Over the last year, shares in CSL Limited (ASX: CSL) have easily outperformed the ASX. They have risen by 25% while the wider index has dropped by 7%. Even health care industry peer and star performer Ramsay Health Care Limited (ASX: RHC) hasn’t been able to keep up, with its shares rising by 16% over the last 12 months.

While Cochlear Limited (ASX: COH) is up by 49% in the last year, over five years CSL has outperformed it by 165%.

Looking ahead, further capital gains are on the cards for CSL in my view. A key reason for this is its acquisition of Novartis’ influenza vaccine division. Now trading under the name Seqirus, it is the second-biggest player in the global vaccine development space and has the potential to deliver high levels of profitability in the long run.

A key reason for that is the prevalence of influenza across the globe, with 200,000 people in the US alone being hospitalised each year because of influenza. Of these, 36,000 die and so demand for vaccines against what is a relatively common but yet potentially deadly illness is high. While Seqirus is currently loss-making and undergoing a period of rapid change as Novartis’ segment is fully integrated, in the long run it has the opportunity to act as a positive catalyst on CSL’s bottom line.

As well as its influenza vaccine business, CSL has multiple segments which together provide it with a diverse offering. This is good news for investors since it provides additional stability in case one segment underperforms over the short to medium term. For example, in the 2015 fiscal year CSL derived 41% of its sales from immunoglobulins, 10% from plasma-derived coagulants, 8% from helixate and 14% from albumin, with the remaining 27% from other areas.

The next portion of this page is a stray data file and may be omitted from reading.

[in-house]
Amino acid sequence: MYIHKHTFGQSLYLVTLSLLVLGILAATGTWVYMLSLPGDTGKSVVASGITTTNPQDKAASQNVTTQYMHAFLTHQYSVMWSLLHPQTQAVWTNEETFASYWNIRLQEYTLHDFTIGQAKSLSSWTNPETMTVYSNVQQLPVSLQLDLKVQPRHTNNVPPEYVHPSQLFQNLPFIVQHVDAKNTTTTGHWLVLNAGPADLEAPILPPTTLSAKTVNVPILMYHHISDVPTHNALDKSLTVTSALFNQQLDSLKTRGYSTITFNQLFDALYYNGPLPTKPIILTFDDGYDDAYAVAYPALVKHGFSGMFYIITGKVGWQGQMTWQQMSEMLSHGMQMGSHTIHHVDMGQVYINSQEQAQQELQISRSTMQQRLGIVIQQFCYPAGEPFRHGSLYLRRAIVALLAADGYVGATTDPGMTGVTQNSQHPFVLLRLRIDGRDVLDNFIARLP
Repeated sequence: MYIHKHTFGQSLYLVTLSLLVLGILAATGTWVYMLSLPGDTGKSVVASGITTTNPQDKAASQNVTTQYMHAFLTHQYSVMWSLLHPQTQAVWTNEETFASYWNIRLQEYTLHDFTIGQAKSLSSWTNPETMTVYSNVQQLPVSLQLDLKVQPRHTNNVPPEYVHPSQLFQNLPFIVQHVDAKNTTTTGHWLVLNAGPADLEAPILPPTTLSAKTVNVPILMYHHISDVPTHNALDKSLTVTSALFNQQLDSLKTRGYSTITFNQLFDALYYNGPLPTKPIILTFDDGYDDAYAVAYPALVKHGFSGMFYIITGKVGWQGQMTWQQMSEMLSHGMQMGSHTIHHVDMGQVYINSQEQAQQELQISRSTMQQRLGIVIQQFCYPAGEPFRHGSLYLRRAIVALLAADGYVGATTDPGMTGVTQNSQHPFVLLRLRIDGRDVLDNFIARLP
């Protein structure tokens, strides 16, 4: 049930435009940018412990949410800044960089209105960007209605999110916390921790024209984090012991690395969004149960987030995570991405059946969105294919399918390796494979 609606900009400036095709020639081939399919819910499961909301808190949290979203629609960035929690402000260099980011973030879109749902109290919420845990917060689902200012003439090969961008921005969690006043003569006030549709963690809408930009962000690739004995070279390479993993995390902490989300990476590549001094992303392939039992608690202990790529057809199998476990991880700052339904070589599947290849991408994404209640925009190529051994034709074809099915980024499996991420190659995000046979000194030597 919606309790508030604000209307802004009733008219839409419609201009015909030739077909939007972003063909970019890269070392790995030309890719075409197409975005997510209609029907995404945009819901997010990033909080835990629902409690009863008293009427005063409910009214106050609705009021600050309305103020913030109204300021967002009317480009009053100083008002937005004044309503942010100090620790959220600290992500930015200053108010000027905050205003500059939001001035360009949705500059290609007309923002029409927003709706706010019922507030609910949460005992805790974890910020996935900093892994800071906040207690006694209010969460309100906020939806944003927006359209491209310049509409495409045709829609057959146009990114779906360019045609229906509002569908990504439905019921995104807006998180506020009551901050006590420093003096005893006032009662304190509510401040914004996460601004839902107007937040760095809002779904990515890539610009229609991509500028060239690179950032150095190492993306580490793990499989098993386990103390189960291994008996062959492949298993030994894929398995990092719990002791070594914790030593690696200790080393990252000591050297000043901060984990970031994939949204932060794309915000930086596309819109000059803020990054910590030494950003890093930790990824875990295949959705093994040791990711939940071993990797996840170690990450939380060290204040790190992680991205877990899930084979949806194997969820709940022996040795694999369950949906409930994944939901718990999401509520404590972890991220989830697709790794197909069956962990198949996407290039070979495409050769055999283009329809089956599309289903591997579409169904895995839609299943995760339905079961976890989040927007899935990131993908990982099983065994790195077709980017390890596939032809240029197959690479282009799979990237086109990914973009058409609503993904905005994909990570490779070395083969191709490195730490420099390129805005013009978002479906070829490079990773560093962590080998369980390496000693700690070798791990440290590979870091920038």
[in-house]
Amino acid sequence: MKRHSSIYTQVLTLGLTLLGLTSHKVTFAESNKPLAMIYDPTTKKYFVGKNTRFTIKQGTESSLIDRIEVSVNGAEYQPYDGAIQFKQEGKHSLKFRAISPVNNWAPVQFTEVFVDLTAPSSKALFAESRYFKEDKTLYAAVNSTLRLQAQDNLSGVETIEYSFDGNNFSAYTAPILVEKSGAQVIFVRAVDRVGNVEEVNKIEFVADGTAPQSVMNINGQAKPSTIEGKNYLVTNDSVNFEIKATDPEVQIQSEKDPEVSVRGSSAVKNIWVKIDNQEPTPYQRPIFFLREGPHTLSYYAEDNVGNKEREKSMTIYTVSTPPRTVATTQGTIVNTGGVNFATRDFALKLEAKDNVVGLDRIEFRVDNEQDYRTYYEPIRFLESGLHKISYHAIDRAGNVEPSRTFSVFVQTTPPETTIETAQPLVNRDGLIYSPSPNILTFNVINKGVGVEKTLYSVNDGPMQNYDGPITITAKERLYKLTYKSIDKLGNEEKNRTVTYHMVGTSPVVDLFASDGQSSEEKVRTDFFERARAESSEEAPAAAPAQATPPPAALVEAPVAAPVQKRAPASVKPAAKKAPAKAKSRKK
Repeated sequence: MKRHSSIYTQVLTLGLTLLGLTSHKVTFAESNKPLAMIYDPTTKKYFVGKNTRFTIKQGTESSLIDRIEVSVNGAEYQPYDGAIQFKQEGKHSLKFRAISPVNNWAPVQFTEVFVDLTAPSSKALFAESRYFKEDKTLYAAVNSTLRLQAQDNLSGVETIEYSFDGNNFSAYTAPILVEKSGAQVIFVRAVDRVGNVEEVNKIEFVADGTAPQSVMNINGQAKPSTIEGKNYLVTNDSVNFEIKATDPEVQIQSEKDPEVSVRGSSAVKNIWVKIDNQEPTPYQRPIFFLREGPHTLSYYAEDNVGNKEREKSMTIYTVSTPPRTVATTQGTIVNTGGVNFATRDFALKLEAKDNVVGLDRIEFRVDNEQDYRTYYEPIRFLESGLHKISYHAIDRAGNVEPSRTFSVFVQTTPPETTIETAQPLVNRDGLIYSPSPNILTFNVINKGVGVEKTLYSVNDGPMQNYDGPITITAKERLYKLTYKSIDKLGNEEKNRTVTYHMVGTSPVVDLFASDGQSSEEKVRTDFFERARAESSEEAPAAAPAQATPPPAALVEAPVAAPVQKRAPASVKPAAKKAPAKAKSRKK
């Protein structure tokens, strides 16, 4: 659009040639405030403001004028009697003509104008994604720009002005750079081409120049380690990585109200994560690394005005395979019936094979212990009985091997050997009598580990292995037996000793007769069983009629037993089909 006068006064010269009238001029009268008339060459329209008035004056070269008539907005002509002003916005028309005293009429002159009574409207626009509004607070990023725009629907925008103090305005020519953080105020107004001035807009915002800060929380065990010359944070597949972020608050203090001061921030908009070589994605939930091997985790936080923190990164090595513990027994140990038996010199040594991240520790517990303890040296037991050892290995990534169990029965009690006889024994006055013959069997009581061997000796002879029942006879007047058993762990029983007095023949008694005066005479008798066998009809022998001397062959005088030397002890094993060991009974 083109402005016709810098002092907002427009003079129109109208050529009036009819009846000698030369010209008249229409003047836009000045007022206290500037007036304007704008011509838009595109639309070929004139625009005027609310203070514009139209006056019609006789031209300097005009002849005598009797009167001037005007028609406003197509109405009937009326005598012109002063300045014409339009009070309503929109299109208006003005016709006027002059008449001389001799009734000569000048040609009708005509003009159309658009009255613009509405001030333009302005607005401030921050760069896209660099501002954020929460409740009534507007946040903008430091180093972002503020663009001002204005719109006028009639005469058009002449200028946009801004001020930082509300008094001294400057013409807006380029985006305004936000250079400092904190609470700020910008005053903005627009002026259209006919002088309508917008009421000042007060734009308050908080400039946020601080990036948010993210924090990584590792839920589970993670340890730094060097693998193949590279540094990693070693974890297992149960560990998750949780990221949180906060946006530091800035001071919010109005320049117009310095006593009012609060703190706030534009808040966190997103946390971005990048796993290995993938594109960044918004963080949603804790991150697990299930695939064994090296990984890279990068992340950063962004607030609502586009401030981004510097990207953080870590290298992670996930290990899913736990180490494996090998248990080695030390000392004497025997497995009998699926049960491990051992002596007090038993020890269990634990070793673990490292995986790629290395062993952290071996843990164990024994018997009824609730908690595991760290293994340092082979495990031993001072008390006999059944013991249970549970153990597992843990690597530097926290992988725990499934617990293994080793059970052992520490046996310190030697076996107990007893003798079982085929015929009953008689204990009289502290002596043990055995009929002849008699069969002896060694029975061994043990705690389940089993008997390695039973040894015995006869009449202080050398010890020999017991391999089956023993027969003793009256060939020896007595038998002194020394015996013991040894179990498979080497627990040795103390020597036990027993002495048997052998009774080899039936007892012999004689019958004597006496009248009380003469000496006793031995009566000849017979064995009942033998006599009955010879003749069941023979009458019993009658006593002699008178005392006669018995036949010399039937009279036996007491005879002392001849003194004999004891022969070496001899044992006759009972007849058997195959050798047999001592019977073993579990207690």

Similarly, CSL’s geographic diversity is also high and this protects it from challenges in one region of the globe. Just 10% of CSL’s sales are derived domestically, with North America being its major market at 43% of sales followed by Europe on 28%.

This provides CSL with the scope for a positive currency translation going forward since the RBA looks set to adopt an increasingly dovish stance towards monetary policy over the medium to long term. Falling interest rates would, of course, be likely to cause a weakening of the Aussie dollar versus other major currencies.

CSL continues to invest heavily in R&D. In the last five years it has spent US$5 billion on R&D and it now has over 1,100 employees dedicated to developing and advancing its pipeline of new treatments. And with free cash flow averaging over $1 billion in each of the last two years, it has the required level of finances to continue to invest heavily for the future.

This cash flow, alongside a diverse product range, the potential for positive currency translation, a diverse business model and the potential within its influenza vaccine business are why I think investors should be excited about CSL’s future.

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Motley Fool contributor Robert Stephens has no position in any stocks mentioned. The Motley Fool Australia has no position in any of the stocks mentioned. We Fools may not all hold the same opinions, but we all believe that considering a diverse range of insights makes us better investors. The Motley Fool has a disclosure policy. This article contains general investment advice only (under AFSL 400691). Authorised by Bruce Jackson.